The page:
by aengelson | July 27th, 2010
I’ve heard from a few friends on Facebook that there’s a boycott and protest brewing against Vaseline for creating a Facebook app that takes your photo and “lightens” your skin color. The program, which is used to market a skin-whitening cream sold to men in India, is being criticized as racist.
There’s a good article here about the controversy, including a clip of this disturbing TV ad where a guy just can’t get the girls until he uses “Fair and Lovely” to lighten his skin:
There’s obviously a lot going on here–this idea that whiteness is the ideal of beauty and power.
You see this dynamic all the time in Vietnam: ads depicting young, middle class professional Vietnamese as light-skinned. It’s in billboards, TV ads, all sorts of marketing. The roots of this notion equating pale skin with beauty goes back long before the proliferation of Western products in Asia, and even prior to colonialism. If you worked in the fields all day, you tended to be brown. If you lived a life of ease in the shelter of a merchant house or royal palace , and were carried about in rickshaws under parasols, you tended to be light-skinned.
But the way this feeds into the Vietnamese middle class’s desire to be more Western is problematic: it just fuels a system of privileges for white, wealthy Western people throughout the world. I mean, take another example: there’s a new industry in China where white guys are hired to attend meetings as the “token white guy“–to pretend to be businessmen involved in a project in order to give a Chinese business more credibility. That’s another sign of a very strange racial dynamic going on.
Still, the uproar over Vaseline’s product seems misplaced to me. I think many people in North America have become incensed because they’re only now discovering the existence of a billion-dollar industry to change your skin color.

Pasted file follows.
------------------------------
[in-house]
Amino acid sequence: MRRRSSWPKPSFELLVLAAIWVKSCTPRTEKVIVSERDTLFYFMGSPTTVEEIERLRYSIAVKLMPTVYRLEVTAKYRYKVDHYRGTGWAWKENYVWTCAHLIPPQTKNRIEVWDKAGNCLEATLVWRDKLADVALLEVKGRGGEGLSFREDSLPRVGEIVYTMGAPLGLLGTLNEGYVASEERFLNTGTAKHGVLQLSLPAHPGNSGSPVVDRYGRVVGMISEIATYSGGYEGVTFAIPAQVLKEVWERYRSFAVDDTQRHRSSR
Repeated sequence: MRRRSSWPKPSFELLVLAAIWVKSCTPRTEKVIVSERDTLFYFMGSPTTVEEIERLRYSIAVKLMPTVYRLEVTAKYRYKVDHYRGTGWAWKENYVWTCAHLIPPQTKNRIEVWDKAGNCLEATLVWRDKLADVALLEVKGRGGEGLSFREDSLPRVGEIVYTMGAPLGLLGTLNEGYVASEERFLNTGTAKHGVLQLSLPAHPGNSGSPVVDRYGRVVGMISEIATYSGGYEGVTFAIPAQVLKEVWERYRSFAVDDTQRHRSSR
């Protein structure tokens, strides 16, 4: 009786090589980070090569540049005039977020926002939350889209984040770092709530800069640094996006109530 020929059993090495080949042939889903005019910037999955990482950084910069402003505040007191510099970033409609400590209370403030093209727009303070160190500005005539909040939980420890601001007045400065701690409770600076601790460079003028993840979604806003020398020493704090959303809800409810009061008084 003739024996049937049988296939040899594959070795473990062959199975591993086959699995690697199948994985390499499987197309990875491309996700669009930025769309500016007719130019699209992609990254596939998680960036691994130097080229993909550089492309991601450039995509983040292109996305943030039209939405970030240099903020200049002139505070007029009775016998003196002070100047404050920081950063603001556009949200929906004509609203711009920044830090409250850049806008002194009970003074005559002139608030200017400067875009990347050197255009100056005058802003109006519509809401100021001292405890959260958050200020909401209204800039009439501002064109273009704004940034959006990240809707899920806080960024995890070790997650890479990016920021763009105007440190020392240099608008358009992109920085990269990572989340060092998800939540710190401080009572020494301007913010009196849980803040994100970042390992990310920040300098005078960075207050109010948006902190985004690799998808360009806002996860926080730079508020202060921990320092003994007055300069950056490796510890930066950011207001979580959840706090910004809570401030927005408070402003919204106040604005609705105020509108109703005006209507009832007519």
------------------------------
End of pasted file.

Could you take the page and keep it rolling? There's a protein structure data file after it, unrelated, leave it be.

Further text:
And of course the crazy irony is than many of us white Westerners (and I admit I’m one) want to darken our skin. We sit by the pool, some of us go to tanning booths, and some even buy skin darkening creams (which of course we hear no uproar about). It’s a symbol of leisure to be tan, rested and beautiful. To me it looks healthier, but of course with cancer a risk, it’s not. True, the dynamic is much different from skin-lightening, but it’s so strange to me that the grass is always greener–and the skin color so much more appealing–on the other side.
In Vietnam, you see the effects of this desire for fair skin just about every day. The most obvious sign is what I call the Vietnamese burqa. Every day, women hop on to their motorbikes in Hanoi covered from head to toe, with hardly so much as a nose poking out. Many women don lightweight, hooded long-sleeve shirts, the ubiquitous face mask (also said to protect from exhaust fumes, but I’m skeptical) and sometimes a pair of dark sunglasses to cap it off. Sometimes these women resemble Muslim women in full burqa–or the sweathshirt-swathed character Kenny from South Park.
I can hardly fault these women. The sun here can be intense, and skin cancer is an issue–and these coverings are actually an easy, inexpensive way to prevent overexposure to the sun. But I suspect the motive here isn’t health, but beauty. Case in point: you don’t see men doing this at all. Vietnam, like America, is generally a beauty-conscious society, maybe even more so. It seems in general there’s more of an emphasis on dressing up, looking formal, wearing a short skirt and high heels and fancy makeup than back in frumpy Seattle.
So what does it mean, all these women bundling themselves in the hot sun trying to have skin more like Nicole Kidman rather than Halle Berry? Well, if the skin-lightening creams sold by these big companies are actually damaging to your health (and there’s some evidence that some of them may be) then of course it’s an outrage. And despite the fact that people in Asia freely choose to purchase these products or seek whiter skin there’s a troubling dynamic here. The Indian TV ad makes this clear: these companies are fostering this notion, creating a demand. There’s this assumption that to be brown is lower, less desirable. And that is racist.
But it’s the tip of a very big iceberg. How do we begin to promote a culture that accepts and values people for who they are, regardless of race, class or ethnicity? I don’t know. I suspect that boycotting Vaseline isn’t really the answer. It’s a much deeper and pervasive problem, and I admit I don’t really have a clue how to tackle it.
But I’ll probably continue to work on my tan.